Cumberland in Allegany County, Maryland — The American Northeast (Mid-Atlantic)
French and Indian War
Fort Cumberland Trail
Fort Cumberland was built as a direct result of hostilities between the French and British over control of the Ohio Valley. The British king granted land in that area to The Ohio Company and settlers moved to the area. The French began forcing them out leading to armed hostilities. Actions taken by Governor Duquesne of New France and Lt. Governor Dinwiddie of Virginia and their representatives caused the French and Indian War. The ownership of North America was at stake.
Lt. Governor Dinwiddie's ultimatum to the French to leave the Ohio Valley was delivered by Major George Washington in 1753. The French refused and began pushing out the British settlers in the valley. In May, 1754, Colonel Washington, with his men and some Indian allies, defeated a party of Frenchmen at Jumonville Glen (near Uniontown, Pa.). This small spark ignited hostilities leading to the war. In July, with four-hundred men, Washington was defeated in his first major battle, at Fort Necessity (near Uniontown, Pa.), while badly outnumbered and with many of his men
The French and Indian War began officially in 1754. Previous North American colonial wars between the French and British had resulted from European conflicts between these powers. This time, the action began in North America and spread to Europe. There, it was called the Seven Years' War, began in 1756, and involved many countries.
A large British Army, over 2100 men, under General Braddock was attacked near Fort Duquesne (Pittsburgh, Pa.), by a much smaller body of French and Indians. Washington said the British were "most scandalously beaten." The British army returned here to lick it's wounds. In 1758, a British Army under General Forbes, was gathered here and at Raystown (Bedford, Pa.) and marched westward capturing Fort Duquesne. Colonel Washington was with this force and had been at Fort Cumberland.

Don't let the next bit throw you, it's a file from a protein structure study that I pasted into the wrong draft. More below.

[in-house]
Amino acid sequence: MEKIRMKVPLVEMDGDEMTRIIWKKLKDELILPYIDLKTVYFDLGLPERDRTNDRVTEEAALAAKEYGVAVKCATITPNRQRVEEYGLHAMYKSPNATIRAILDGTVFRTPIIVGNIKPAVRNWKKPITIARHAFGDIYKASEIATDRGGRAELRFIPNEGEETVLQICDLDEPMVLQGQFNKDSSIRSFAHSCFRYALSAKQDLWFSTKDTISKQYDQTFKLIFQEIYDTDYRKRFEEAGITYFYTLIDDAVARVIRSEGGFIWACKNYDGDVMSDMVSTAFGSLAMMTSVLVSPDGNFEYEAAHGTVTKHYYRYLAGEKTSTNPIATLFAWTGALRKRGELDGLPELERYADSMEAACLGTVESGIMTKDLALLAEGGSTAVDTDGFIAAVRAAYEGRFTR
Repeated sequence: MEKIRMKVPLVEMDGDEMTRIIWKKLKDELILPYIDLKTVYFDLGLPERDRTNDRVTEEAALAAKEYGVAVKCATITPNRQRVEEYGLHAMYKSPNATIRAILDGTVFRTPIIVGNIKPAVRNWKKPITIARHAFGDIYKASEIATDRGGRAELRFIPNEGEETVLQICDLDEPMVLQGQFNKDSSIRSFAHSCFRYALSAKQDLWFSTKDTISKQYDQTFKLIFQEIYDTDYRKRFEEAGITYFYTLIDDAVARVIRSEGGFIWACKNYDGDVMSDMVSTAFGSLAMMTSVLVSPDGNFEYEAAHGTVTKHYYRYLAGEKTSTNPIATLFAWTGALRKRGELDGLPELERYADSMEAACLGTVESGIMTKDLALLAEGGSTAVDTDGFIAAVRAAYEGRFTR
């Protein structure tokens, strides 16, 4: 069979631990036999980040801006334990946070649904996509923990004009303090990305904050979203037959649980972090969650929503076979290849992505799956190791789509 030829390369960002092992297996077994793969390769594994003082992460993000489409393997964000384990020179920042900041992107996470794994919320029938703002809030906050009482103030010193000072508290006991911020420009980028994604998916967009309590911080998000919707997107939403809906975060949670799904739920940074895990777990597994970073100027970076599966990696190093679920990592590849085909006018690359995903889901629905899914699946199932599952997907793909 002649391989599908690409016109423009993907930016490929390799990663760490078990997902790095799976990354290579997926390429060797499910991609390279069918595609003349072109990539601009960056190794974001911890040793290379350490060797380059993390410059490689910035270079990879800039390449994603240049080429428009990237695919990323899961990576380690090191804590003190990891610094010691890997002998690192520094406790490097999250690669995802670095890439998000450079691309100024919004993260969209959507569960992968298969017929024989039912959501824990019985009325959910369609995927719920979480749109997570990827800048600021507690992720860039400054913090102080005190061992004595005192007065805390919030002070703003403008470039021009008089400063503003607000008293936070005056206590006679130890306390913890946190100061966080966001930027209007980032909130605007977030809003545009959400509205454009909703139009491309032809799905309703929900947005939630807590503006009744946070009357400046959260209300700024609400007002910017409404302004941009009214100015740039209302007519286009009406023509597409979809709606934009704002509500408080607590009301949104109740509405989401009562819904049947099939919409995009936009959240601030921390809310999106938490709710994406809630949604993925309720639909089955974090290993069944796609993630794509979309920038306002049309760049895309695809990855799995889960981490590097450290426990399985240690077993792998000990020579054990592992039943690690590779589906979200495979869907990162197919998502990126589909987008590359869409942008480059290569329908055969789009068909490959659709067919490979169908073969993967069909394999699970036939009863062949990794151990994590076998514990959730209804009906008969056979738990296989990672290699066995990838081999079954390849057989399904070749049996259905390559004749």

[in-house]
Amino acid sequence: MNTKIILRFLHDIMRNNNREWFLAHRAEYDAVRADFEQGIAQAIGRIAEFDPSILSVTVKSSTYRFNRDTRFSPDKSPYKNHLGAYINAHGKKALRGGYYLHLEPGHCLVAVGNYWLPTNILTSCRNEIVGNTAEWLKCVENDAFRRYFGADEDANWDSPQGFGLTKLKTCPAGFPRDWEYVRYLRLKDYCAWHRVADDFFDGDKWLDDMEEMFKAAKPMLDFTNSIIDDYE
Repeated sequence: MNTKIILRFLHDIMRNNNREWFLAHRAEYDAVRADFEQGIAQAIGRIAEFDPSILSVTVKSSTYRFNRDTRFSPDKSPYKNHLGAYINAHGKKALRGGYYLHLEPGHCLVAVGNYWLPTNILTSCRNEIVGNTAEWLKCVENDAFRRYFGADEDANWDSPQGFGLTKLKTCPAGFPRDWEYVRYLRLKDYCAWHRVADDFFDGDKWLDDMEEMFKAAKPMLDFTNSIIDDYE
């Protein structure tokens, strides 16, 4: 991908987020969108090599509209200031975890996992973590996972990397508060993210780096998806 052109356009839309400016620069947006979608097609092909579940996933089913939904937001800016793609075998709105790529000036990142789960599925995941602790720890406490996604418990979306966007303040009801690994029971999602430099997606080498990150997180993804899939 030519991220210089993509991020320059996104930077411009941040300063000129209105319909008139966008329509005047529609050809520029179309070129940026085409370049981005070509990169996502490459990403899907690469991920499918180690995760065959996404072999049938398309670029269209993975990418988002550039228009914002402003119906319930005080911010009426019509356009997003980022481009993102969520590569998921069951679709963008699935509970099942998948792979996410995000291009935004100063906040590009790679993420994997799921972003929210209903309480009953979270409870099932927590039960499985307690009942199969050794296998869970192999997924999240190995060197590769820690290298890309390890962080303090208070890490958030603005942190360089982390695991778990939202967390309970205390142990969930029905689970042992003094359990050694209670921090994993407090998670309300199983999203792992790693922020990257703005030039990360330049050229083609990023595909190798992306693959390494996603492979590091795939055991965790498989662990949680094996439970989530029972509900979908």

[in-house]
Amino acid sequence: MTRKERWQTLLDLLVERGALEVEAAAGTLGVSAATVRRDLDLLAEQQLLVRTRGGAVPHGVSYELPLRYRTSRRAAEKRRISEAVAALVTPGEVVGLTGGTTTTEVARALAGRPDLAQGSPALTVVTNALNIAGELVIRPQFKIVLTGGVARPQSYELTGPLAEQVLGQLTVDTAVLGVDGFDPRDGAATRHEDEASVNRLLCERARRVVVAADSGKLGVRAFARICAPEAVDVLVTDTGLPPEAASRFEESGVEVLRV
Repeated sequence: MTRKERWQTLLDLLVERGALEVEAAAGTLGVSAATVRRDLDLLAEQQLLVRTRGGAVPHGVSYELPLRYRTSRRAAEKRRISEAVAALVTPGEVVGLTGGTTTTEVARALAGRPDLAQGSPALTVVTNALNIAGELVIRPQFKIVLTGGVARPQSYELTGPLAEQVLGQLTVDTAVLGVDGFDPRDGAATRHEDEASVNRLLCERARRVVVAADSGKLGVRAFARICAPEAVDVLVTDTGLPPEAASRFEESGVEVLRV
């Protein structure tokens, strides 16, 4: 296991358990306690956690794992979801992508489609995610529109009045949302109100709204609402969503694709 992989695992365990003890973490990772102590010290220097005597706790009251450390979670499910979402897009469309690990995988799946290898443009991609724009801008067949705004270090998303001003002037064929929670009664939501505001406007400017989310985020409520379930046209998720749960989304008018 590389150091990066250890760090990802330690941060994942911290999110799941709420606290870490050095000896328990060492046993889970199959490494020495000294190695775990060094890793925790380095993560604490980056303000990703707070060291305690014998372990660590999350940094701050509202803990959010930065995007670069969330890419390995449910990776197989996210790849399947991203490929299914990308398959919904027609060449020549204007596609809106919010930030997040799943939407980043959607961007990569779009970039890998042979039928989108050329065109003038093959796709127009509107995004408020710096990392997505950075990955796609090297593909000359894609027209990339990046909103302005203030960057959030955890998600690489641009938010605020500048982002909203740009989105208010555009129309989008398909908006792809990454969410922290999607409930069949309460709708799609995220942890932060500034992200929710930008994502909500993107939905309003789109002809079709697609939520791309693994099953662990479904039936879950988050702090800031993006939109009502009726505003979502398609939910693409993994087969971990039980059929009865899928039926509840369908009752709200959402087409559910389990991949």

Continuing British successes on the battlefield of North America ended the war. The Treaty of Paris, signed in 1763, gave all French land in Canada and east of the Mississippi River to Great Britain except two small islands. Spain, an ally of the French, lost Florida to Great Britain, but gained French lands west of the Mississippi River. See the maps above.
The French and Indian War lasted from 1754 to 1763. Fort Cumberland played an important part in it as a rallying point and depot for British forces headed for the Ohio Valley. It also served as a forward military outpost for gathering intelligence of enemy activity. Fort Cumberland was located on the front lines. Hostile Indians were active in the local area and soldiers stationed here served under frequently hazardous conditions.
Fort Cumberland Trail
Location. 39° 39.016′ N, 78° 45.938′ W. Marker is in Cumberland, Maryland, in Allegany County. Marker can be reached from Prospect Square. Marker is in the alley between the church and the Masonic Building. Touch for map. Marker is in this post office area: Cumberland MD 21502, United States of America. Touch for directions.
Other nearby markers. At least 8 other markers are within walking distance of this marker. First Church of Christ, Scientist (within shouting distance of this marker); Emmanuel Episcopal Church (within shouting distance of this marker); Perimeter of the Fort (within shouting distance of this marker); Trenches and Tunnels / Army Discipline (within shouting distance of this marker); Abandonment of Ft. Cumberland (within shouting distance of this marker); The Old National Pike (within shouting distance of this marker); The Fort Bastions (within shouting distance of this marker); Alteration of the Site (within shouting distance of this marker). Touch for a list and map of all markers in Cumberland.
Categories. • Forts, Castles • War, French and Indian •
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Credits. This page was last revised on November 21, 2019. This page originally submitted on April 5, 2009, by Bill Pfingsten of Bel Air, Maryland. This page has been viewed 2,492 times since then and 10 times this year. This page was the Marker of the Week February 8, 2015. Photos: 1, 2. submitted on April 5, 2009, by Bill Pfingsten of Bel Air, Maryland.